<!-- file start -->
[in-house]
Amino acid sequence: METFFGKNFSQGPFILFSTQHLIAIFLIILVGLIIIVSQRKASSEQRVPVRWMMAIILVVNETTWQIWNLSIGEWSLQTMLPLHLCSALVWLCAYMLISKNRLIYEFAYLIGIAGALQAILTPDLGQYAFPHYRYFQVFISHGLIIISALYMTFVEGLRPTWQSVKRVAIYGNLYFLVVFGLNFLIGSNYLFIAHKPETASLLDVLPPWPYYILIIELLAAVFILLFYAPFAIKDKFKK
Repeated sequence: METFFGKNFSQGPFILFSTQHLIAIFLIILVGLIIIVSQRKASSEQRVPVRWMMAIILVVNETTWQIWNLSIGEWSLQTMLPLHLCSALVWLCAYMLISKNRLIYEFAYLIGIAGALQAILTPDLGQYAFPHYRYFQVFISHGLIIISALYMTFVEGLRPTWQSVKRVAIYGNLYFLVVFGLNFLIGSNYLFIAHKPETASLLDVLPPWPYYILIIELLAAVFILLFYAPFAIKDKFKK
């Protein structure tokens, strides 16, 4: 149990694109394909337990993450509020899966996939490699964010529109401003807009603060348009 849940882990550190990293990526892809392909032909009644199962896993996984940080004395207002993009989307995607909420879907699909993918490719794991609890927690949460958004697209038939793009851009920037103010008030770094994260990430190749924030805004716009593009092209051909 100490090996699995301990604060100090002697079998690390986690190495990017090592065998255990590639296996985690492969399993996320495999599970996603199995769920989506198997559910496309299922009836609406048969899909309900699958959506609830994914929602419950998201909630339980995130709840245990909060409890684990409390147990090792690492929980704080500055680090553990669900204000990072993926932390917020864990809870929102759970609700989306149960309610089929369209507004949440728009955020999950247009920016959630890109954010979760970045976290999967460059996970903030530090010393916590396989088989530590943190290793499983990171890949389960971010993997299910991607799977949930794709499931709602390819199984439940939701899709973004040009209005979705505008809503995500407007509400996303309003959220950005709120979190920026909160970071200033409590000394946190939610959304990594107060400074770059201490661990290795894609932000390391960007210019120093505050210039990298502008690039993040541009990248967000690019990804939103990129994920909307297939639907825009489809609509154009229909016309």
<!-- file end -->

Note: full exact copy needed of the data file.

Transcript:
[in-house]
Amino acid sequence: METFFGKNFSQGPFILFSTQHLIAIFLIILVGLIIIVSQRKASSEQRVPVRWMMAIILVVNETTWQIWNLSIGEWSLQTMLPLHLCSALVWLCAYMLISKNRLIYEFAYLIGIAGALQAILTPDLGQYAFPHYRYFQVFISHGLIIISALYMTFVEGLRPTWQSVKRVAIYGNLYFLVVFGLNFLIGSNYLFIAHKPETASLLDVLPPWPYYILIIELLAAVFILLFYAPFAIKDKFKK
Repeated sequence: METFFGKNFSQGPFILFSTQHLIAIFLIILVGLIIIVSQRKASSEQRVPVRWMMAIILVVNETTWQIWNLSIGEWSLQTMLPLHLCSALVWLCAYMLISKNRLIYEFAYLIGIAGALQAILTPDLGQYAFPHYRYFQVFISHGLIIISALYMTFVEGLRPTWQSVKRVAIYGNLYFLVVFGLNFLIGSNYLFIAHKPETASLLDVLPPWPYYILIIELLAAVFILLFYAPFAIKDKFKK
């Protein structure tokens, strides 16, 4: 149990694109394909337990993450509020899966996939490699964010529109401003807009603060348009 849940882990550190990293990526892809392909032909009644199962896993996984940080004395207002993009989307995607909420879907699909993918490719794991609890927690949460958004697209038939793009851009920037103010008030770094994260990430190749924030805004716009593009092209051909 100490090996699995301990604060100090002697079998690390986690190495990017090592065998255990590639296996985690492969399993996320495999599970996603199995769920989506198997559910496309299922009836609406048969899909309900699958959506609830994914929602419950998201909630339980995130709840245990909060409890684990409390147990090792690492929980704080500055680090553990669900204000990072993926932390917020864990809870929102759970609700989306149960309610089929369209507004949440728009955020999950247009920016959630890109954010979760970045976290999967460059996970903030530090010393916590396989088989530590943190290793499983990171890949389960971010993997299910991607799977949930794709499931709602390819199984439940939701899709973004040009209005979705505008809503995500407007509400996303309003959220950005709120979190920026909160970071200033409590000394946190939610959304990594107060400074770059201490661990290795894609932000390391960007210019120093505050210039990298502008690039993040541009990248967000690019990804939103990129994920909307297939639907825009489809609509154009229909016309």